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"Tokyo Story" DVD Review

About.com Rating 5 Star Rating

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The Bottom Line

Universal in theme, humanistic, and accessible, "Tokyo Story" is one of the greatest masterpieces of world cinema. To my mind, this movie’s incredible power comes from its seeming simplicity, which allows emotions to build slowly and subtly, much as they do in real life. It's a mark of Ozu's genius that by the time the film reaches its end, it moves me with a power that feels more like reality experienced than make-believe.

Pros

  • Film is one of the greatest masterpieces of world cinema
  • Universal in theme, humanistic, and accessible
  • Moving exploration of relationship between aging parents and their adult children

Cons

  • Pacing may be too deliberate for some viewers
  • Dramatic tension is subtle, and there may not be enough action for some viewers
  • Quiet, contemplative style of movie will not suit all viewers’ temperaments

Description

  • Two-disc Criterion Collection DVD set containing Japanese-language drama "Tokyo Story" (1953)
  • Movie ranks #5 in 2002 "Sight and Sound" Critics’ Poll
  • Film directed and co-written by Yasujiro Ozu
  • DVD contains feature-length audio commentary by Ozu scholar David Desser
  • DVD set contains "I Lived, But … " (1983), a 2-hour documentary on life and career of Ozu
  • DVD set contains "Talking With Ozu" (1993), a 40-minute tribute to Ozu from movie directors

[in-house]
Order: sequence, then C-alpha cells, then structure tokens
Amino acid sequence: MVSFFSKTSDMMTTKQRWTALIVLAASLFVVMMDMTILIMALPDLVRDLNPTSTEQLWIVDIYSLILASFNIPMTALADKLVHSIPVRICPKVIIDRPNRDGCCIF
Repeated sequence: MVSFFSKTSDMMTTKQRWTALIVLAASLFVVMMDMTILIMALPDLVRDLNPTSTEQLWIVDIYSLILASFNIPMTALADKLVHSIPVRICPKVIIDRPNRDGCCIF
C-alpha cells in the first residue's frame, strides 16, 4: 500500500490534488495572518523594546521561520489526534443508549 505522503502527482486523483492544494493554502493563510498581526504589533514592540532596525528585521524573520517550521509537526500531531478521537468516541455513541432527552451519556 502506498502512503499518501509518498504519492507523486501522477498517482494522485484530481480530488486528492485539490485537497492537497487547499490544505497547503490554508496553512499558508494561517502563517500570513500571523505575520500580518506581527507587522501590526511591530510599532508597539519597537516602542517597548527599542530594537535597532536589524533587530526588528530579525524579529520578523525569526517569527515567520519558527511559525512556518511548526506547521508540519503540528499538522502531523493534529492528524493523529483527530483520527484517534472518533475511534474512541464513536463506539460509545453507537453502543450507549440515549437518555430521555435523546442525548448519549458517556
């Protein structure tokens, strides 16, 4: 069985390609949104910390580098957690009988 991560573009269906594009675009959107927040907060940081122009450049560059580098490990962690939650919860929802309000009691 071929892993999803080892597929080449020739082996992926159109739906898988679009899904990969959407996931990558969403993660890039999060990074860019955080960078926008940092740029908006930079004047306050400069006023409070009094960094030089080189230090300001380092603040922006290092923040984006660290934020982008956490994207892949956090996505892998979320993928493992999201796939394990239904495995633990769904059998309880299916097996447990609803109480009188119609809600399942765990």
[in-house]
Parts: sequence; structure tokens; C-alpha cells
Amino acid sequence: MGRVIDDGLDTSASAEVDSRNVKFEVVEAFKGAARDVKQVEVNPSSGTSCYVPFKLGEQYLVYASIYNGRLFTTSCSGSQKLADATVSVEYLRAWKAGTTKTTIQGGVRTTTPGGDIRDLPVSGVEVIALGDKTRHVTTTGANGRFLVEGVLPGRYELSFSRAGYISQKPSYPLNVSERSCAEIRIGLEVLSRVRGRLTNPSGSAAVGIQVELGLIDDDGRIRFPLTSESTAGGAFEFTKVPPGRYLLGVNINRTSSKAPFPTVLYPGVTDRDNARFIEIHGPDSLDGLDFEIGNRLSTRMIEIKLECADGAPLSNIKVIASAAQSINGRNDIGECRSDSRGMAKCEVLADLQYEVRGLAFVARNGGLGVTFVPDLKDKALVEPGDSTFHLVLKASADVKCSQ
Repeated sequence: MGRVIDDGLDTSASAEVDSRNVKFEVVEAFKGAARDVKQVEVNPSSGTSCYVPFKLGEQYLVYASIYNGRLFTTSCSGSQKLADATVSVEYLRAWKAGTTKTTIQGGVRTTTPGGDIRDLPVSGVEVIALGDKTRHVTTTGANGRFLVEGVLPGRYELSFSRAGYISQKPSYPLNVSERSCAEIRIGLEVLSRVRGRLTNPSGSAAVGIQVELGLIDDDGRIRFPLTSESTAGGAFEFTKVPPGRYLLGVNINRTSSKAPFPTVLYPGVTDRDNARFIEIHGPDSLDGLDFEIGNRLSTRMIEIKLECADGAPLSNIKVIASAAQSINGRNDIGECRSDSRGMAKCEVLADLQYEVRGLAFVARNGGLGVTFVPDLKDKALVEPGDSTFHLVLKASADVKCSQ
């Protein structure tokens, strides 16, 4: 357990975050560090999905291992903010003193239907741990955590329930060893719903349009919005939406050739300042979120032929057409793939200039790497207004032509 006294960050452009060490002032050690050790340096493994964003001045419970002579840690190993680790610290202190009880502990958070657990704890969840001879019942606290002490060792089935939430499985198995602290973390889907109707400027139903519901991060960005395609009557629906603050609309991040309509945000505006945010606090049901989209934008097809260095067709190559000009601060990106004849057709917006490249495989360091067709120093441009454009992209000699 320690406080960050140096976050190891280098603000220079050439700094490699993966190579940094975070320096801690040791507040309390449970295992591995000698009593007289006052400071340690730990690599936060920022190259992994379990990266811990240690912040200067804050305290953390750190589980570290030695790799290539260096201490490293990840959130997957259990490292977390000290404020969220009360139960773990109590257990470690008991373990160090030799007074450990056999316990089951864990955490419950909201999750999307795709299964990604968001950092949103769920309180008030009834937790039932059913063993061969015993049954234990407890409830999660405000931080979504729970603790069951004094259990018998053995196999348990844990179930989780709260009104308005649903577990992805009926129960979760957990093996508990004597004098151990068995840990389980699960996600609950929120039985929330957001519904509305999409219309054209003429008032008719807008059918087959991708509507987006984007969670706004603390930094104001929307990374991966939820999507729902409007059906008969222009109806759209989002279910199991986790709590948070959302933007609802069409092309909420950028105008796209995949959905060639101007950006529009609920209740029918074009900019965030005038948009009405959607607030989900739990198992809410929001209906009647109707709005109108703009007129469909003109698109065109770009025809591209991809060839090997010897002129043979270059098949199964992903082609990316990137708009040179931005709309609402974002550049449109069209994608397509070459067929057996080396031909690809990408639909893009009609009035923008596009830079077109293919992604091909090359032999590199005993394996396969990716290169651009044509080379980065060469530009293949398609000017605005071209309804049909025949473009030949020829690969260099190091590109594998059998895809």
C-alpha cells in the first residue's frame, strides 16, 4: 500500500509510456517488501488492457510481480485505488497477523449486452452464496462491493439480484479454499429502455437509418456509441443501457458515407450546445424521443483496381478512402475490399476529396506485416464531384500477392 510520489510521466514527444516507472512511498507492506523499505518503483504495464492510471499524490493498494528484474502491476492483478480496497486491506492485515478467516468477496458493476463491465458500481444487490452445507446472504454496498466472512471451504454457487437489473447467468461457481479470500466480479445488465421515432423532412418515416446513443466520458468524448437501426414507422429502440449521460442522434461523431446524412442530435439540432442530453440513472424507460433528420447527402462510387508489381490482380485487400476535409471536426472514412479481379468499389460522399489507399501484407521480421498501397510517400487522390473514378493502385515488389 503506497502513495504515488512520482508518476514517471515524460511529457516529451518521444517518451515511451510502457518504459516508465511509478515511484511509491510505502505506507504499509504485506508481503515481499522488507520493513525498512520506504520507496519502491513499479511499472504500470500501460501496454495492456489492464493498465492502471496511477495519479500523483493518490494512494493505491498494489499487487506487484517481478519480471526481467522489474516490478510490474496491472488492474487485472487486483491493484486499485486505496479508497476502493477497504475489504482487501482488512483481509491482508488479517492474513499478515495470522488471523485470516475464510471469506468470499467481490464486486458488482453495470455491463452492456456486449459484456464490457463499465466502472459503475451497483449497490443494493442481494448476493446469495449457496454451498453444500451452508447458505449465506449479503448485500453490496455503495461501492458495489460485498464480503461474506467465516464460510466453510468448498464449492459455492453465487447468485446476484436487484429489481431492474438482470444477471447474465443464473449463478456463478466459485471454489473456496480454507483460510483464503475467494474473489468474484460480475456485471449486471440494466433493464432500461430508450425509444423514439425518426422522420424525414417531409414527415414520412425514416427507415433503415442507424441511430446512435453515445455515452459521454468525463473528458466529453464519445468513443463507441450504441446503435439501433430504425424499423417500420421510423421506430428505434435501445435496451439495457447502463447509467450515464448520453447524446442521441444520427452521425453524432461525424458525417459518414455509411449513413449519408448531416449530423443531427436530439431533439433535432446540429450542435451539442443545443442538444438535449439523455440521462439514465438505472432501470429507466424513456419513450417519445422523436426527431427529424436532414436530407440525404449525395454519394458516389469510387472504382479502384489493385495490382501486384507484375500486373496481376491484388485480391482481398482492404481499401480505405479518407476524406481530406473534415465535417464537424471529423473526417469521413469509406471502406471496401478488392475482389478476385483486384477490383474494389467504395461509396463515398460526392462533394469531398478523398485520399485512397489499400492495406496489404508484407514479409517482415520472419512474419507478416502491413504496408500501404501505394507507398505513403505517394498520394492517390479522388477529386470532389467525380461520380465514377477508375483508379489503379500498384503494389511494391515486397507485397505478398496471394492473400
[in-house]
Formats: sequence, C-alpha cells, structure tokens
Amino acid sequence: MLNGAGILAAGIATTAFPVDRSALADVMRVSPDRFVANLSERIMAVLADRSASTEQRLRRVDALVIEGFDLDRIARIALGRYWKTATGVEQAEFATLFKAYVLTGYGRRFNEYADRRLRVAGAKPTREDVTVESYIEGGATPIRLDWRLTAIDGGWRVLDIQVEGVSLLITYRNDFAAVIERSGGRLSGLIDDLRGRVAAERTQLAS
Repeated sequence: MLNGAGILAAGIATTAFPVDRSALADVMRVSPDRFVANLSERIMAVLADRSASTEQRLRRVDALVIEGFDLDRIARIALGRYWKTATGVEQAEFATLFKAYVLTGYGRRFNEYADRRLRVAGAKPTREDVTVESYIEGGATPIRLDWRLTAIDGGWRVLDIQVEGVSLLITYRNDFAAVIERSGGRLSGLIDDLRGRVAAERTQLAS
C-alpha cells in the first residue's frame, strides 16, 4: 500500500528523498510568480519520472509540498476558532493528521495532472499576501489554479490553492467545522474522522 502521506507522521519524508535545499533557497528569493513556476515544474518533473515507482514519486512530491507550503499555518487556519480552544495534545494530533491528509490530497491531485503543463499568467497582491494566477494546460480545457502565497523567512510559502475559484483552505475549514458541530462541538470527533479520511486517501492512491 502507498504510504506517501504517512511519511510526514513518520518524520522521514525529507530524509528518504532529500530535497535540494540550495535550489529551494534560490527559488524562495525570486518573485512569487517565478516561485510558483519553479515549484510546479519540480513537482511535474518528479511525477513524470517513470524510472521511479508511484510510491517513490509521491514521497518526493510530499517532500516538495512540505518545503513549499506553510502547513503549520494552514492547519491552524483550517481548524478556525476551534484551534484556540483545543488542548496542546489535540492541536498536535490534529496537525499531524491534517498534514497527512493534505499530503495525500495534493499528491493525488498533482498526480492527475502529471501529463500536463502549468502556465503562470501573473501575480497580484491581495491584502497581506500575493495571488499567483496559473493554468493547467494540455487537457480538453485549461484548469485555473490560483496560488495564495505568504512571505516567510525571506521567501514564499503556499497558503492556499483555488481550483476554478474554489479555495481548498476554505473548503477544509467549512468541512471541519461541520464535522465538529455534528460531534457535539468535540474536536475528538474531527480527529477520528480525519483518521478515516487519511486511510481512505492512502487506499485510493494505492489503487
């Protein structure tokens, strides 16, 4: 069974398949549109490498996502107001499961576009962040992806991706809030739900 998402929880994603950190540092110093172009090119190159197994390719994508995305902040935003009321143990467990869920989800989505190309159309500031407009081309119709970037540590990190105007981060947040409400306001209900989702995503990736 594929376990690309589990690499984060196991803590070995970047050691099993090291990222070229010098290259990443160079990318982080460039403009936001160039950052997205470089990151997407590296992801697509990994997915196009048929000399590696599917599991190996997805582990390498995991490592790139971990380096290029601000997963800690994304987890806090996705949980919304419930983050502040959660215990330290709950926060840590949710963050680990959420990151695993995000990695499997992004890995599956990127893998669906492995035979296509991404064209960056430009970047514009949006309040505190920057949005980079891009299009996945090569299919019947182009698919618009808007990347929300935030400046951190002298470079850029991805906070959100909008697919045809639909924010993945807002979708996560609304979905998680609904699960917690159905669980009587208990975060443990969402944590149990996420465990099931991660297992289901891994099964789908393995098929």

• Very good restoration of sound and picture, though quality not quite pristine

Guide Review - "Tokyo Story" DVD Review

Universal in theme, humanistic, and accessible, "Tokyo Story" is one of the greatest masterpieces of world cinema. To my mind, this movie's incredible power comes from its seeming simplicity, which allows emotions to build slowly and subtly, much as they do in real life. I find that there’s a verisimilitude to this film that startles me, even upon repeated viewings. The story: An aging married couple who live in a provincial town travel to Tokyo to visit two of their adult children. But the children have gradually drifted far away from their parents, and the oldsters try to come to terms with what has become of their relationship with their offspring. Still, there is one bright spot for the aging couple during their stay in Tokyo, and that is the brief time they spend with their lovely widowed daughter-in-law. But soon one of the oldsters falls ill and dies, and the family members gather at the ancestral home for the funeral. As the film winds down, I'm almost in tears as three of the characters contemplate their futures. It's a mark of Ozu's genius that by the time the film reaches its end, it moves me with a power that feels more like reality experienced than make-believe.
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